original organiser business, 
compared with a 20 per 
cent Increase in the UK. 
Including the Drakes brand, 
UK sales increased by 60 per 
cent. 

Demand in the US and Japan 
was flat In the US Filofax has 
reduced the number of outlets 
to concentrate on the top end 
of the market. 

Henry Ling contributed £2m 
in sales and £429,000 to operat- 
ing profits of £2.16m in August 
and September. A large part of 
its revenue comes late in the 
year from Christmas cards. 
Sales In businesses other than 
the original organisers now 
make up 28 per cent of the 
total. 

Mr Field said that there was 
considerable scope tor growth 
in countries such as France 
and Germany where sales per 
capita of Filofax Group prod- 
ucts was 7p and 5p respec- 
tively. compared with 50p a 
head in Sweden and Norway. 



Robin Field: exciting outlook 
for growth and acquisitions 

RamingQ per share increased 
by 50 per cent from 4p to 6p 
and the interim dividend is 
raised by 40 per cent from 0.75p 
to 1.05p. 

The shares rose 4p to 233p. 


Harborne Tenants fights Bradford takeover 


Harborne Tenants, the property 
investment company, has again urged its 
shareholders to reject approaches from 
Bradford Property Trust 

In a letter sent to shareholders yester- 
day, the board says it is prepared to con- 
sider a “fair offer” for Harborne. but con- 
siders that BPT is trying to acquire the 
company at an undervaluation. 

It believes that the net asset value of the 


ordinary shares in the company is prop- 
erly stated at 345p per share. BPT has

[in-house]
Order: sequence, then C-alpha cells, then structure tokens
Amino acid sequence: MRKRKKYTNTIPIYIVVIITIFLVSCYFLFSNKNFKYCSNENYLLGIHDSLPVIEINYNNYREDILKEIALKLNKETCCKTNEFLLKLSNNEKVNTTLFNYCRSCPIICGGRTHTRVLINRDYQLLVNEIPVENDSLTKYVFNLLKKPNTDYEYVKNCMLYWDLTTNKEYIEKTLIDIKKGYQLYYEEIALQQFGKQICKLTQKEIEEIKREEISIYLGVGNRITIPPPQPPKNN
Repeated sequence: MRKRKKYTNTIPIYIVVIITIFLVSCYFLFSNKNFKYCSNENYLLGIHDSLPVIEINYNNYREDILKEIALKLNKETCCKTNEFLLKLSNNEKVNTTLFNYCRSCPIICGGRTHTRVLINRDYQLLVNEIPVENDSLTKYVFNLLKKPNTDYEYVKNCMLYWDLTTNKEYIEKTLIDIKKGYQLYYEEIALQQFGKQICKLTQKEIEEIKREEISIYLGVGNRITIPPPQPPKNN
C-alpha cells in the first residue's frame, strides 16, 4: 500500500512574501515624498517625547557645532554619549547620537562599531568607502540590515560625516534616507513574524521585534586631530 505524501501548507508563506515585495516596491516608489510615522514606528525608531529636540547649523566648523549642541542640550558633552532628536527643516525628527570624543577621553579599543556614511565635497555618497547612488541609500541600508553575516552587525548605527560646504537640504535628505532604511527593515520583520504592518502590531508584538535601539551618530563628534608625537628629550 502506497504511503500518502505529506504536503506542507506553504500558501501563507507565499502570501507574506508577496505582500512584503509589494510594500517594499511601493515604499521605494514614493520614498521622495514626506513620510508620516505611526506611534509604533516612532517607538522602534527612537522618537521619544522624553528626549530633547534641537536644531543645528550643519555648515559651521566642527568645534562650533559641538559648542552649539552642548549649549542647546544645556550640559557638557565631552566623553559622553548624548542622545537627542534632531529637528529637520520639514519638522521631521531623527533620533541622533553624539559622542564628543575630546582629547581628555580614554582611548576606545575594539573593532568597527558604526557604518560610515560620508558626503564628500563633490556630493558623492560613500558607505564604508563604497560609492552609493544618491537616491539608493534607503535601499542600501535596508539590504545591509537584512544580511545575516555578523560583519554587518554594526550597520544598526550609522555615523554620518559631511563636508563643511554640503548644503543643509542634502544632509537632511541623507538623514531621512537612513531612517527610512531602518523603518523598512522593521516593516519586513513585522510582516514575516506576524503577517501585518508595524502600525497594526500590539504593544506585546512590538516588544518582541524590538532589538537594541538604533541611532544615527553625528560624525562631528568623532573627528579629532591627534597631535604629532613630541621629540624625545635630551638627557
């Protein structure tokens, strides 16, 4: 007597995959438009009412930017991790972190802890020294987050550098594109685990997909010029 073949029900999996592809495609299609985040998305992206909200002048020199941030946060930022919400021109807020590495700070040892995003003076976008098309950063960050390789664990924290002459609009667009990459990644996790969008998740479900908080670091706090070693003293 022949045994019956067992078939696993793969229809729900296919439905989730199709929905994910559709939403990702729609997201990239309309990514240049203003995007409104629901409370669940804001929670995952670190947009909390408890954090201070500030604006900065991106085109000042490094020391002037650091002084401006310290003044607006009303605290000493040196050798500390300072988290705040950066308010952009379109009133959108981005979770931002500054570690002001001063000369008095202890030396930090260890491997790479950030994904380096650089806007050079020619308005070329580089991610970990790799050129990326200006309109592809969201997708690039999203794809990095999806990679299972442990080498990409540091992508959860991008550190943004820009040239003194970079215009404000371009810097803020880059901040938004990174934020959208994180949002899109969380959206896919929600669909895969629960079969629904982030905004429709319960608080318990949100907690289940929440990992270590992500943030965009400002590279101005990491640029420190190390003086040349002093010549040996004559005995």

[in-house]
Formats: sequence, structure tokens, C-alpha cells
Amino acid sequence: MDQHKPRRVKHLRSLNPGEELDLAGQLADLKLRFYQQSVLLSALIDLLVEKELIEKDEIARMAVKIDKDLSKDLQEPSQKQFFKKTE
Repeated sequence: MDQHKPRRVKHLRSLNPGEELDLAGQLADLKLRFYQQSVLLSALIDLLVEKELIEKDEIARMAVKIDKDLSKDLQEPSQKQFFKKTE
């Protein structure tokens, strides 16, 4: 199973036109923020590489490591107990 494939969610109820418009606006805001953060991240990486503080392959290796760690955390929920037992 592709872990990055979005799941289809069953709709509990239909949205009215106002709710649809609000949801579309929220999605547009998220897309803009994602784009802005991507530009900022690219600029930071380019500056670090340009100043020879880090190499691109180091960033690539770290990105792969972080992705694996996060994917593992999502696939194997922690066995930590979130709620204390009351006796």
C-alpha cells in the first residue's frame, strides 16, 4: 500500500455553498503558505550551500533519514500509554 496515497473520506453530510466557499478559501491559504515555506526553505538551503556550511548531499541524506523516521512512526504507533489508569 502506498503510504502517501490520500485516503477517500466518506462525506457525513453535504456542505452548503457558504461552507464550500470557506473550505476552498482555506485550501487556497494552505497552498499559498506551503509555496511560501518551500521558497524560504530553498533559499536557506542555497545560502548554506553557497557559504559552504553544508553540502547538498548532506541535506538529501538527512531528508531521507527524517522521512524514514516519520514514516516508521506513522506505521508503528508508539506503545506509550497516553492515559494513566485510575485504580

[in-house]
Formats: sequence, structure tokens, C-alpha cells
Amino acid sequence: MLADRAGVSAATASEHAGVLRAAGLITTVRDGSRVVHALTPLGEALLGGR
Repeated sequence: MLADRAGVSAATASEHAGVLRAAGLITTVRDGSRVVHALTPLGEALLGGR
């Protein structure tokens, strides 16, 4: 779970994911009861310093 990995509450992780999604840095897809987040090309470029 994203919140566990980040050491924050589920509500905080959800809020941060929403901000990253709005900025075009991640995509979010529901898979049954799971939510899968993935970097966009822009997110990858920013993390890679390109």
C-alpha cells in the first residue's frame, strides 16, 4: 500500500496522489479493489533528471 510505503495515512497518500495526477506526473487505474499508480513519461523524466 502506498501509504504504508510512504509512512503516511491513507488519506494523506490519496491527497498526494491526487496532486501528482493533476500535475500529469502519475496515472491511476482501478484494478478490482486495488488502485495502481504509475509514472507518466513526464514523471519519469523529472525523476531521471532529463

offered first 230p and then 260p, and Har- 
bome finds it “surprising” that BPT feels 
fiie need to “cast aspersions” upon the 
valuation. 

Harborne also warns shareholders that 
BPT is focusing on the full potential taxa- 
tion liability on properties that is not 
expected to arise unless it is BPTs inten- 


tion to dispose of the properties. 

• BPT had yesterday received valid 
acceptances for 4.76 per cent of the Har- 
borne ordinary shares and 6.33 per cent of 
the preference shares. Incomplete accep- 
tances had been received for a further 3£4 
per cent and 3.64 per cent respectively. 
When the offer was announced, BPT held 
28.1 per cent of the ordinary and 23.7 per 
cent of the preference. 


Ferraris up at £l.lm 


Ferraris Group, which designs 
and produces instruments for 
the medical and precision engi- 
neering industries, saw a 56 
per cent rise in pre-tax profits 
for the year ended August 3L 
up from £681.000 to £1.06m. 

Acquisitions contributed 
£87,500 to an operating profit 
ahead at £1.07m (£907,000) and 


NEWS DIGEST 


interim dividend has been 
raised by 50 per cent to 0.75p 
(asp). 

F&C Emerging 

Foreign & Colonial Emerging